I’m still on cloud nine and I don’t really have any desire to come down. The energy of a TED or TEDx stage is empowering, majestic, and awe-inspiring. This year 16 presenters were selected out of 170 nominations to bring to life some of the most innovative and thought provoking ideas in Greenville–and I was one of them!!! See here for the TEDx selfie page (http://tedxgreenville.com/conference2016/nixon/)
My talk was on Gamification which is a fancy way for saying that I like to add game elements to the learning process. It’s something that I did for years, but for a long time I didn’t even know that it was an actual application like a game-design theory. In otherwords, I was doing it because (1) my students were learning more (2) having fun learning (3) and I hate boring lectures.
So here are my top three reasons why you should try gamification, encourage your teachers to use gamification, and fight for more gamification in schools:
(1) Gamification makes you more receptive to learning: The U.S. currently ranks 17th in science scores and 25th in math scores when compared to the top 31 developed countries in the world. Talk about being low on the totem pole! We used to be number one, now we’re scraping the bottom of the barrel. Ask any student if they are bored in class, and the answer is probably ‘yes’. Scientists say that the happier we are, the more we learn. So why not play to learn and enjoy doing it?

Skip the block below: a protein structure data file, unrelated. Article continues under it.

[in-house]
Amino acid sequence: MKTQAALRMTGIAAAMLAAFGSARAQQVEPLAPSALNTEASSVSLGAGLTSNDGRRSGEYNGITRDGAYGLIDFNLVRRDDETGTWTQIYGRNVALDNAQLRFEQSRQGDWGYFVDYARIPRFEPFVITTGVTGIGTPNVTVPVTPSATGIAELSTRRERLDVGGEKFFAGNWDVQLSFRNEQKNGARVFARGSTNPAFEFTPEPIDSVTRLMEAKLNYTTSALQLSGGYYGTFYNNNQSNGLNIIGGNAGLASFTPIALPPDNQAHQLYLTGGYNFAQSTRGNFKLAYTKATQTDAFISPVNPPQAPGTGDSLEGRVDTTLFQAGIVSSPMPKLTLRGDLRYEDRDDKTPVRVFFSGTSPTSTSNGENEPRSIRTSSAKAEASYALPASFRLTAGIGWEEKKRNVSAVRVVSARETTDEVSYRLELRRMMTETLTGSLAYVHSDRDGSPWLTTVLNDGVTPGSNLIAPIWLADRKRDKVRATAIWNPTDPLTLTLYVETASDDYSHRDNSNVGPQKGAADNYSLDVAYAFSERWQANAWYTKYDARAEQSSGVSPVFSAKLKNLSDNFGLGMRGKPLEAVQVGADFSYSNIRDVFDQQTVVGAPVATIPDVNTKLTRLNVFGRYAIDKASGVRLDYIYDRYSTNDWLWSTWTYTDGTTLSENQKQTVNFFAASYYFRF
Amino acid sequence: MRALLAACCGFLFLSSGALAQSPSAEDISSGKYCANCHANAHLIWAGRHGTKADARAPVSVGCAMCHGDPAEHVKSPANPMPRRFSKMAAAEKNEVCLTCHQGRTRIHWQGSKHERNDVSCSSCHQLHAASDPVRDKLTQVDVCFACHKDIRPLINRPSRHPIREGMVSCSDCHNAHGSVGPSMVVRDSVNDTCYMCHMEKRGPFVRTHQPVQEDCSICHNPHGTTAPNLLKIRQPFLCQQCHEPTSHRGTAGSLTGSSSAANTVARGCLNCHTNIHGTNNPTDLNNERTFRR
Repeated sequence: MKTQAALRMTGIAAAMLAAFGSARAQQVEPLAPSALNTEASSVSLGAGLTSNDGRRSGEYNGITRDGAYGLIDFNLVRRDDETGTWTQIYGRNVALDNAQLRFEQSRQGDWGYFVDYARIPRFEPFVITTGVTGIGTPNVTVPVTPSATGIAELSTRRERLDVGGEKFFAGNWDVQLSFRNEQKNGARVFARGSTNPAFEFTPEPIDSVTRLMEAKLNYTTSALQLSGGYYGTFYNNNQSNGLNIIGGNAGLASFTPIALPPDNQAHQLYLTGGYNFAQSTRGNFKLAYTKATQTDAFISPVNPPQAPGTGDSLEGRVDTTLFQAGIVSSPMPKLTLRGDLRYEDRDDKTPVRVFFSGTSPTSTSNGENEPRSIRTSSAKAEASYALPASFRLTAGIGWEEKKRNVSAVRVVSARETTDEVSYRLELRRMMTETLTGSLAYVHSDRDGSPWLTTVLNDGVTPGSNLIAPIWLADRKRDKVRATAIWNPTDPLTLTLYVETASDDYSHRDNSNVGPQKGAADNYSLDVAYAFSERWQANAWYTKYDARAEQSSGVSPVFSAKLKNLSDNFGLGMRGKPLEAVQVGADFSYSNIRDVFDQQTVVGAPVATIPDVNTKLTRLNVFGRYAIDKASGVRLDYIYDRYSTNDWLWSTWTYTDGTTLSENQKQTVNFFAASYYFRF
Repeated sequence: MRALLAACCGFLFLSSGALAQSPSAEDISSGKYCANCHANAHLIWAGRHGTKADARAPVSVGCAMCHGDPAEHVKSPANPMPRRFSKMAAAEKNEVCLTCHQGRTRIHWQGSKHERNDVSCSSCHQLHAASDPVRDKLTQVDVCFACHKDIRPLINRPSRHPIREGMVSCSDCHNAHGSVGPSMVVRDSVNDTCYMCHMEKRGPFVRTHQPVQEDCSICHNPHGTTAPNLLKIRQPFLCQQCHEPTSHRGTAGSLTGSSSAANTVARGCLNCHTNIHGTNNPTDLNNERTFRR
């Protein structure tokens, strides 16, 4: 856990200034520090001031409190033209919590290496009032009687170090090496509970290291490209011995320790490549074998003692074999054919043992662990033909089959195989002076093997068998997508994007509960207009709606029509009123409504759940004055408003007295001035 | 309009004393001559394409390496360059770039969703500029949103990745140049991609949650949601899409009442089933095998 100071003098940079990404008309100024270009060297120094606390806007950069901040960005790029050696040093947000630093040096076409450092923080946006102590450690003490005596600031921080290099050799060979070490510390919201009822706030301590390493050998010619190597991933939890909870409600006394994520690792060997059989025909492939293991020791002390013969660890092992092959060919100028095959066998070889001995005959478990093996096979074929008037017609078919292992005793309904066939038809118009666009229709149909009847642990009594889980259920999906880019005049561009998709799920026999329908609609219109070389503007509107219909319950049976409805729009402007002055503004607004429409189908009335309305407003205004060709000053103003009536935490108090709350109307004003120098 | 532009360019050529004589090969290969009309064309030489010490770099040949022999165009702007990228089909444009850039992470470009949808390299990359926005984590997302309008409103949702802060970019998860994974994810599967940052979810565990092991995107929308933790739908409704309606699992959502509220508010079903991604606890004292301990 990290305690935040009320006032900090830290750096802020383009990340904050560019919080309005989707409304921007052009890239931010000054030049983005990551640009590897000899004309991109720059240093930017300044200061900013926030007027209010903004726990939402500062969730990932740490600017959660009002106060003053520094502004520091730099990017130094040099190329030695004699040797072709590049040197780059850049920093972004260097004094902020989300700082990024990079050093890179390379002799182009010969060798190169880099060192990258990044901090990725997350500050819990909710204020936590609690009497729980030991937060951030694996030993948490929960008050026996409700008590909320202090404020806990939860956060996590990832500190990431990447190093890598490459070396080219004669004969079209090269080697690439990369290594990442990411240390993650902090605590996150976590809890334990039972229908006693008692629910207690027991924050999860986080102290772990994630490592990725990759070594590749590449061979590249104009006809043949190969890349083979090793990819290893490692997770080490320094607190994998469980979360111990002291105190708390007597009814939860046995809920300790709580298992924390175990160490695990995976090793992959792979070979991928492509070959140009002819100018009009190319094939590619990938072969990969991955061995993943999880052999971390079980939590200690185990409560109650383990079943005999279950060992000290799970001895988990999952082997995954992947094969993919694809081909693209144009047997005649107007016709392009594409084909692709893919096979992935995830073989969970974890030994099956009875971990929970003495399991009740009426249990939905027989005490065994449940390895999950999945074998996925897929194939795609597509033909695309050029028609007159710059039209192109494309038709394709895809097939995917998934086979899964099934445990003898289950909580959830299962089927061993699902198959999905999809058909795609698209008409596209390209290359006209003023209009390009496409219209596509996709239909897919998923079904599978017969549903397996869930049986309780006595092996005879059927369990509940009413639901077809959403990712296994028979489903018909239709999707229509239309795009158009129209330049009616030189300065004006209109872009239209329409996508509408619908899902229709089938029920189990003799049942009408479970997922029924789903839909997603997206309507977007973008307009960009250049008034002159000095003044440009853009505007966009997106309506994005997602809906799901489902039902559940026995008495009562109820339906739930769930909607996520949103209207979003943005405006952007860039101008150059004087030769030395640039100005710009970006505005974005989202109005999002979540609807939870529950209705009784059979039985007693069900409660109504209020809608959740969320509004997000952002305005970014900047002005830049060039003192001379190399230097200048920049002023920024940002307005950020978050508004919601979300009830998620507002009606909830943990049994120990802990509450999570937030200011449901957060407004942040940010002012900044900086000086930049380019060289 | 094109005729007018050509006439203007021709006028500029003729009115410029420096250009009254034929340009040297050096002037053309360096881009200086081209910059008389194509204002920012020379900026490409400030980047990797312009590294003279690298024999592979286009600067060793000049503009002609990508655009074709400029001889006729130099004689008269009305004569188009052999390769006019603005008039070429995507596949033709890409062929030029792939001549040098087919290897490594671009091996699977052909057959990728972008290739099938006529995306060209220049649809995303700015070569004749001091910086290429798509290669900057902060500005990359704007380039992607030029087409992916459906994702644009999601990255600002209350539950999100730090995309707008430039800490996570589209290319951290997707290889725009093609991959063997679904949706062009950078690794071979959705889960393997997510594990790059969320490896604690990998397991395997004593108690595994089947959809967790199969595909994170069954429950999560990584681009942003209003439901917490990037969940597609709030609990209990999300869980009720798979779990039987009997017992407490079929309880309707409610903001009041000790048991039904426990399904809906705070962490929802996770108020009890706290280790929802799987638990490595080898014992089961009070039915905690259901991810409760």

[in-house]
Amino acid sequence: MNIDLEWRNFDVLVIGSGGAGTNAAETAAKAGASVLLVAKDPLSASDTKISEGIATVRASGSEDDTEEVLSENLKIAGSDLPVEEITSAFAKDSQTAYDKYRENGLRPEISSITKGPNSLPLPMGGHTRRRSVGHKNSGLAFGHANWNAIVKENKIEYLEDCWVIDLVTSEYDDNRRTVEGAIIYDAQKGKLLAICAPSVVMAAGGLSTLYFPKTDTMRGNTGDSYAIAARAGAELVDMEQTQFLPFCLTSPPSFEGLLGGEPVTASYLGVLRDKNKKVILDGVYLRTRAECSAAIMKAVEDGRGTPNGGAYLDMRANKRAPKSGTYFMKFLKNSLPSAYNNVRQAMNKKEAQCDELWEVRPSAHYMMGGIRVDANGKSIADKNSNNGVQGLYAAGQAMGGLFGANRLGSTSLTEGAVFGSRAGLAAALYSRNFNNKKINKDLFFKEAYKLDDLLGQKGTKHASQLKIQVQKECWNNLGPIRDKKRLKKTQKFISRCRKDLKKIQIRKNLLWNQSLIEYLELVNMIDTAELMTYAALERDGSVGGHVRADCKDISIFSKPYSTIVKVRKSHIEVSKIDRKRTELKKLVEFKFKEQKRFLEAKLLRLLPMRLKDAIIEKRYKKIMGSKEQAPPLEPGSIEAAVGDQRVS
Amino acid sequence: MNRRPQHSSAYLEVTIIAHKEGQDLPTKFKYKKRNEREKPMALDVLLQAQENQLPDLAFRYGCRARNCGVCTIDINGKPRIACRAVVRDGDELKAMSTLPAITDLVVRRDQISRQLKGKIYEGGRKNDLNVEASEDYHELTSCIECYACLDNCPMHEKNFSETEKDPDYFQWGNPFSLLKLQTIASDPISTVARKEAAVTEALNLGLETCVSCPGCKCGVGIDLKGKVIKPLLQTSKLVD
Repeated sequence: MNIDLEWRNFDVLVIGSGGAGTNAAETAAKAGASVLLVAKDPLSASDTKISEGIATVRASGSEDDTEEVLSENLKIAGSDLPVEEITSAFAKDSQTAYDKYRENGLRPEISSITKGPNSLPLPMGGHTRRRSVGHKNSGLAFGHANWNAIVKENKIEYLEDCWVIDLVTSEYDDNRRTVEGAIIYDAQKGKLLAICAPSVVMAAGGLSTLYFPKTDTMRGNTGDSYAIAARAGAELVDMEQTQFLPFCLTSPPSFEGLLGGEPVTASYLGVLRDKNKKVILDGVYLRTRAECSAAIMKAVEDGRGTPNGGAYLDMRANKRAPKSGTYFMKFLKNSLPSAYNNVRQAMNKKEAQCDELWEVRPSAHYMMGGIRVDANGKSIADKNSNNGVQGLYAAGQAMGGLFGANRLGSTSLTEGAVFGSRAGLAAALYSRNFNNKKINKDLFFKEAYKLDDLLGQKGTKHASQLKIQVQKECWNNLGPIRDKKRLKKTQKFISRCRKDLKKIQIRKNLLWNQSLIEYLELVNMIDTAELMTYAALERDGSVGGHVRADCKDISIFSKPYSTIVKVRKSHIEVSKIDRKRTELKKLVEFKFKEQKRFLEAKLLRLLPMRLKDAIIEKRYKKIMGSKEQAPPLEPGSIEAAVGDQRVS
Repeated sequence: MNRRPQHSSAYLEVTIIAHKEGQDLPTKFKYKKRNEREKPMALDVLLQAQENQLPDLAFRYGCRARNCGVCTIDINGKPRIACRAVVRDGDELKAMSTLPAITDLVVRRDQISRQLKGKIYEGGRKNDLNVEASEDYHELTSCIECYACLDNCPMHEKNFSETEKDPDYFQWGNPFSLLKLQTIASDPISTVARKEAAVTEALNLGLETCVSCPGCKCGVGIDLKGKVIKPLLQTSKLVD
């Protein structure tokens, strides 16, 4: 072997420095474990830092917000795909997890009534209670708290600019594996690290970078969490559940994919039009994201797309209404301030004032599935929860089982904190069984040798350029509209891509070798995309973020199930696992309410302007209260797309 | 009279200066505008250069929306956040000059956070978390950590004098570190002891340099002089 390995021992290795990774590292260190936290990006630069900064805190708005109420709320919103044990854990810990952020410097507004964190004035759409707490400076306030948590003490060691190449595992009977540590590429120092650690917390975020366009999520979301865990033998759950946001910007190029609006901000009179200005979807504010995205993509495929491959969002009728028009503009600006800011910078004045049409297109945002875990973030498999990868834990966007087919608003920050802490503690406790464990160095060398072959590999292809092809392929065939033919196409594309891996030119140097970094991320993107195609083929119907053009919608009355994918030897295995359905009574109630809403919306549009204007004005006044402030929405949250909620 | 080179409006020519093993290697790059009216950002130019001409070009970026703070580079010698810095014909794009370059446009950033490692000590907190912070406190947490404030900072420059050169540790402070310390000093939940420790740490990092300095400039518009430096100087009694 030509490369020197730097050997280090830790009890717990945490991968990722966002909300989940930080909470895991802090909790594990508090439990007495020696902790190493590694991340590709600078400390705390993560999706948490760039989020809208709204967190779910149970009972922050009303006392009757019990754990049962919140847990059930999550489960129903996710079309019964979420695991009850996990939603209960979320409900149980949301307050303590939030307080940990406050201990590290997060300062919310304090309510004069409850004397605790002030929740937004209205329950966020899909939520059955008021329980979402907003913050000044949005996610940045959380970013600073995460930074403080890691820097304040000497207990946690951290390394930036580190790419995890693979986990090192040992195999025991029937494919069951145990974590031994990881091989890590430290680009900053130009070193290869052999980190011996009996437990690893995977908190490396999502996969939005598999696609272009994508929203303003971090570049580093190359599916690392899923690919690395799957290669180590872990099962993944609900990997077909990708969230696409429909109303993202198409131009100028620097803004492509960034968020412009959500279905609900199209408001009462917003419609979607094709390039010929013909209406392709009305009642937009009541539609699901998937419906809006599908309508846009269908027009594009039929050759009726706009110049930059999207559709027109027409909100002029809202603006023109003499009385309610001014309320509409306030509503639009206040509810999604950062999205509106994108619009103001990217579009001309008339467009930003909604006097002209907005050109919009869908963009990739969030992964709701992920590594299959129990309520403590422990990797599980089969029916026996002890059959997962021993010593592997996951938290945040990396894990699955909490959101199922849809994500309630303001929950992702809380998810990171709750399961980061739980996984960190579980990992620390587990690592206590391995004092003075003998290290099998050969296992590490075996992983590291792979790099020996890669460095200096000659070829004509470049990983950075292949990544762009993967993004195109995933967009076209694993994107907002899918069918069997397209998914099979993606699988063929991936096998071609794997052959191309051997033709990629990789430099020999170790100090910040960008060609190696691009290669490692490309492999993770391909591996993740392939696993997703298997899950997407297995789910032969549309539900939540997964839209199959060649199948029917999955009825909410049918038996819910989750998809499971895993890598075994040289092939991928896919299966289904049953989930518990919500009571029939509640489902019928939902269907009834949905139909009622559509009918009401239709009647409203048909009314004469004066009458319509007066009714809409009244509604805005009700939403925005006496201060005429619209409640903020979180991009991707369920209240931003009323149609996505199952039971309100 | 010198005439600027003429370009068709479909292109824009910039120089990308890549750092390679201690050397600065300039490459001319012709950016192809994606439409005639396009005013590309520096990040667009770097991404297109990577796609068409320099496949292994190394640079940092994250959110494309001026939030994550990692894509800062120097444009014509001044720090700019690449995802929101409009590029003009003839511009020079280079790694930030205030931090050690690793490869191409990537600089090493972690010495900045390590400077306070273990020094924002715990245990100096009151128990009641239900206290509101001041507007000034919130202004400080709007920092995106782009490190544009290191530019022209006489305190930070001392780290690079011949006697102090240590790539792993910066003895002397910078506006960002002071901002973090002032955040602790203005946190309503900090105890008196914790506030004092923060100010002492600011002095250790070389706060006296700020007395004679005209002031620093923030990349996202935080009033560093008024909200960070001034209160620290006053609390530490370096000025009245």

(2) Gamification can let everyone learn at their own pace: It’s difficult to teach 25 people who all learn at a different speed. As an educator, you realize that regardless of the political phrase somebody is gonna get left behind. But when the goal is to focus on acknowledging the strengths and weaknesses of each student and allowing them to work an hour where they are and not their neighbor, everyone can finally learn without the stress of comparison.
(3) Gamification motivates you to learn: When I learned about www.raise.me I was amazed. High school students can log into the website, load their weekly accomplishments and make cash for college. You can make $200 for taking AP Biology, or $250 for visiting a local university, or being a leader on their sports team, or perfect attendance, and more. So, yeah, if you start passing out the Benjamin’s and making it rain then of course I’m gonna work hard to achieve more. But then again, why not?!?
Gamification has more benefits than these, but the three that I mentioned should get anyone started. One of my favorite gamification items to use is when I teach the anatomy of the human heart. I select 8 students to represent 8 parts of the heart. I have them create a Soul Train line, then I show them hand movements that simulate the functions of each part while red blood cells dance down the Soul Train line! It might be a little crazy, but it works like a charm because Gamification really is the game in which everybody wins.